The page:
Just let me name his name, and up
    You’ll see him start and patter
Towards me, like a six-months’ pup
    In point of speed, but fatter.

He pokes his head upon my lap,
    Nor heeds the whip above him;
Because he knows, the dear old chap,
    His human friends all love him.

Our younger dogs cut off from hence
    At sight of lash uplifted;
But Rove, with grand indifference,
    Remains, and can’t be shifted.

And, ah! the set upon his phiz
    At meals defies expression;
For I confess that Rover is
    A cadger by profession.

The lesser favourites of the place
    At dinner keep their distance;
But by my chair one grizzled face
    Begs on with brave persistence.

His jaws present a toothless sight,
    But still my hearty hero
Can satisfy an appetite
    Which brings a bone to zero.

And while Spot barks and pussy mews,
    To move the cook’s compassion,
He takes his after-dinner snooze
    In genuine biped fashion.

In fact, in this, our ancient pet
    So hits off human nature,
That I at times almost forget
    He’s but a dog in feature.

Between his tail and bright old eye
    The swift communications
Outstrip the messages which fly
    From telegraphic stations.

And, ah! that tail’s rich eloquence
    Conveys too clear a moral,
For men who have a grain of sense
    About its drift to quarrel.

At night, his voice is only heard
    When it is wanted badly;
For Rover is too cute a bird
    To follow shadows madly.

The pup and Carlo in the dark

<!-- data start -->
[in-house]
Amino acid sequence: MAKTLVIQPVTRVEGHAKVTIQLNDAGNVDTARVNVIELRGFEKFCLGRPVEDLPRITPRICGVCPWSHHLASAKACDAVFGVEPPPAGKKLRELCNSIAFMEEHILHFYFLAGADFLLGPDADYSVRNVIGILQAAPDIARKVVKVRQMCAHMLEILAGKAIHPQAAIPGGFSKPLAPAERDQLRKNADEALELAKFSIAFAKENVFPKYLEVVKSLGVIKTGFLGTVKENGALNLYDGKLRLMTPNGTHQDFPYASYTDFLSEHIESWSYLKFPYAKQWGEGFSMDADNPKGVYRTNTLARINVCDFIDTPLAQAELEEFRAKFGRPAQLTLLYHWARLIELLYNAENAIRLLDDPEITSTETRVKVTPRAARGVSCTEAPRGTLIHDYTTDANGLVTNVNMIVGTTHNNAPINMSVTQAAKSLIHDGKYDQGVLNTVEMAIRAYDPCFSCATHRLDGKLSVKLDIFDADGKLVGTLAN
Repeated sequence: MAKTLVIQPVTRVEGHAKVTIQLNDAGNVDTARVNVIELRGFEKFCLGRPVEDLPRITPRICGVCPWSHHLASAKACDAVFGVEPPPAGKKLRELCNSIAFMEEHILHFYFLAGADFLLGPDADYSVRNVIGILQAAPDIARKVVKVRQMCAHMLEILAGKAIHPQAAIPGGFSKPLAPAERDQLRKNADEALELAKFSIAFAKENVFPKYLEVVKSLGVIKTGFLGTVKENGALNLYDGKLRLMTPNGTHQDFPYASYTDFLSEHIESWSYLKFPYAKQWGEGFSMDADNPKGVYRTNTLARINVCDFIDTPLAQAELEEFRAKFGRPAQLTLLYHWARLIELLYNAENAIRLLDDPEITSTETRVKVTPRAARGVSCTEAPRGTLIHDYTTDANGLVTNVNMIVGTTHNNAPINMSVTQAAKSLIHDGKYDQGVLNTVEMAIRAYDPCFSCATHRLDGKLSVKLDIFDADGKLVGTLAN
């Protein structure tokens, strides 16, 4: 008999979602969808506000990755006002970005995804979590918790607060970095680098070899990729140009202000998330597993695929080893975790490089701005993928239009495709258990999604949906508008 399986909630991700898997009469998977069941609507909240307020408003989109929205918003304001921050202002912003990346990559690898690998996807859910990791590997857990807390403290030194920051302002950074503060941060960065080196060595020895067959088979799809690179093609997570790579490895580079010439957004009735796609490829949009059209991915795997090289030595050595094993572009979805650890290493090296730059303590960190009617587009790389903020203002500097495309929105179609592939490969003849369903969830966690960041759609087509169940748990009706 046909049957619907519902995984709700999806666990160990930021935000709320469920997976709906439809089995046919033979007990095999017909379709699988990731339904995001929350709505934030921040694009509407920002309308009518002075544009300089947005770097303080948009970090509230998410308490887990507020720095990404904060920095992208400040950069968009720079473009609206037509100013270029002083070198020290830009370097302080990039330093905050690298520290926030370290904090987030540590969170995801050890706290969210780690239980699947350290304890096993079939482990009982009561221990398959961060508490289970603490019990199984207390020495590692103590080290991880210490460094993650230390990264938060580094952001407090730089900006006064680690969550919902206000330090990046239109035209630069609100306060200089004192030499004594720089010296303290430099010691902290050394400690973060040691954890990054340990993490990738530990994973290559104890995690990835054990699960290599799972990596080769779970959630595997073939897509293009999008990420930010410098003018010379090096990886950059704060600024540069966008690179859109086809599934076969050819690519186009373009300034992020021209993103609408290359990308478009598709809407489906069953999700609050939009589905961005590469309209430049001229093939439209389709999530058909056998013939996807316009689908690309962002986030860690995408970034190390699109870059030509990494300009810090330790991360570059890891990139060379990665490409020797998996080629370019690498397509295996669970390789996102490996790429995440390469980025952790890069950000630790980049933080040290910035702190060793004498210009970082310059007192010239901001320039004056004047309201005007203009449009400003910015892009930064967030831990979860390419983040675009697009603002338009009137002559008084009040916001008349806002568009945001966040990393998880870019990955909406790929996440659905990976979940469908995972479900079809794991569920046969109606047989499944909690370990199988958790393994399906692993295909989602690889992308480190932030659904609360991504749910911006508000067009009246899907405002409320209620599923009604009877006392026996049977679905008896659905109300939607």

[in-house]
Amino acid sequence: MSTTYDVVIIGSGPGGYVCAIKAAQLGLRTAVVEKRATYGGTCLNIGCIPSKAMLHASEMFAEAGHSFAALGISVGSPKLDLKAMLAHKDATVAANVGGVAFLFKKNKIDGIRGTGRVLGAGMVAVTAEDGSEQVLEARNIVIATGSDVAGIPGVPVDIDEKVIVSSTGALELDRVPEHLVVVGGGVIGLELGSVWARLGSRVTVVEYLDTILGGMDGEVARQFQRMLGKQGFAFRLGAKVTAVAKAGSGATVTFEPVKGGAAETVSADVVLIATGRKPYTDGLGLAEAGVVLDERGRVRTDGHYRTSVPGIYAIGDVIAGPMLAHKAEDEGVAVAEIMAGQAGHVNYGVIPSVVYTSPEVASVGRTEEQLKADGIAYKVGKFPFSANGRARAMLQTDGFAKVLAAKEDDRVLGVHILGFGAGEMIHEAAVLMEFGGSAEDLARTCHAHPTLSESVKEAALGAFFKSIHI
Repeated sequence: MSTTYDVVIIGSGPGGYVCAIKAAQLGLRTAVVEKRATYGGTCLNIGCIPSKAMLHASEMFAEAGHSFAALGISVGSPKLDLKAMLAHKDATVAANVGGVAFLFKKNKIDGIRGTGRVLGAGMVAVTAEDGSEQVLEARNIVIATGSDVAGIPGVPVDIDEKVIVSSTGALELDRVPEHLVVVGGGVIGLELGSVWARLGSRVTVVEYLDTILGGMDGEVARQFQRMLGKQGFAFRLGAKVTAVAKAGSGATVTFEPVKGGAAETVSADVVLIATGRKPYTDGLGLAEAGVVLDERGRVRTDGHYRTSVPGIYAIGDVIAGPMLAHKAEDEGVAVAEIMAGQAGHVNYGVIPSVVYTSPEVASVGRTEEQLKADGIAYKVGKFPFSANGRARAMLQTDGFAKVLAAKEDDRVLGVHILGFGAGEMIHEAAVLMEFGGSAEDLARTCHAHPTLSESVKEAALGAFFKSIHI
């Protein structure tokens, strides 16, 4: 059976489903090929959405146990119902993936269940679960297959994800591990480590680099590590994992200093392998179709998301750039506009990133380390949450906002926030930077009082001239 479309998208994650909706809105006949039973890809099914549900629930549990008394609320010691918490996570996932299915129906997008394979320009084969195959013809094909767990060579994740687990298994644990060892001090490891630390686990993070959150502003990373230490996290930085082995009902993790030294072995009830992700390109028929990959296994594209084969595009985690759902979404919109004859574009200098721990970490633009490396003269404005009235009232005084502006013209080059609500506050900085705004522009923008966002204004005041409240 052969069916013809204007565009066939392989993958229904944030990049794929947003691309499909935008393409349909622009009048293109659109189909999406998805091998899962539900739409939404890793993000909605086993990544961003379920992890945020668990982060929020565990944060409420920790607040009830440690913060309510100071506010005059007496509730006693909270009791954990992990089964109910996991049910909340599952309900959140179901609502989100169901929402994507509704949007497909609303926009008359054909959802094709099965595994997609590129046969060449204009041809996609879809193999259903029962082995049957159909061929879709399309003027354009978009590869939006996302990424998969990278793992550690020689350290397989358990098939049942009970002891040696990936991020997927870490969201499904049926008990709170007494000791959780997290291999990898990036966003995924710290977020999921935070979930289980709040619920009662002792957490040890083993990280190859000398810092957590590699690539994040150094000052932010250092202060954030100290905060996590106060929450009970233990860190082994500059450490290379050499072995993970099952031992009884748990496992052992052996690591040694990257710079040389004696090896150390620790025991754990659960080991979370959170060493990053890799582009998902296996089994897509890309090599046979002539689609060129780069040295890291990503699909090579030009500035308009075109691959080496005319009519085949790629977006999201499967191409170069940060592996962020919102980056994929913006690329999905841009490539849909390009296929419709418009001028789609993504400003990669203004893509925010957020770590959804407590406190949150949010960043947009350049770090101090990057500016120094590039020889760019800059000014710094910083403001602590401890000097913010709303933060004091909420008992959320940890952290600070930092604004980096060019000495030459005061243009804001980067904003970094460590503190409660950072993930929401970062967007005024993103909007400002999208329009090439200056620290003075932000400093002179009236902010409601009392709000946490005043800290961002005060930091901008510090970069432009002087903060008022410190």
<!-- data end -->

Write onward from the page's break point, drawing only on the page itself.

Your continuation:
Will start at crickets chirring;
But when we hear the old dog bark
    We know there’s something stirring.

He knows a gun, does Rover here;
    And if I cock a trigger,
He makes himself from tail to ear
    An admirable figure.

For, once the fowling piece is out,
    And game is on the tapis,
The set upon my hero’s snout
    Would make a cockle happy.

And as for horses, why, betwixt
    Our chestnut mare and Rover
The mutual friendship is as fixed
    As any love of lover.

And when his master’s hand resigns
    The bridle for the paddle,
His dogship on the grass reclines,
    And stays and minds the saddle.

Of other friends he has no lack;
    Grey pussy is his crony,
And kittens mount upon his back,
    As youngsters mount a pony.

They talk of man’s superior sense,
    And charge the few with treason
Who think a dog’s intelligence
    Is very like our reason.

But though Philosophy has tried
    A score of definitions,
’Twixt man and dog it can’t decide
    The relative positions.

And I believe upon the whole
    (Though you my creed deny, sir),
That Rove’s entitled to a soul
    As much as you or I, sir!

Indeed, I fail to see the force
    Of your derisive laughter
Because I will not say my horse
    Has not some horse-hereafter.

A fig for dogmas — let them pass!
    There’s much in life to grieve us;
And what most grieves is this, alas!
    That all our best friends leave us.

And when I sip my nightly grog,
    And watch old Rover blinking,
This royal ruin of a dog
    Calls forth some serious thinking.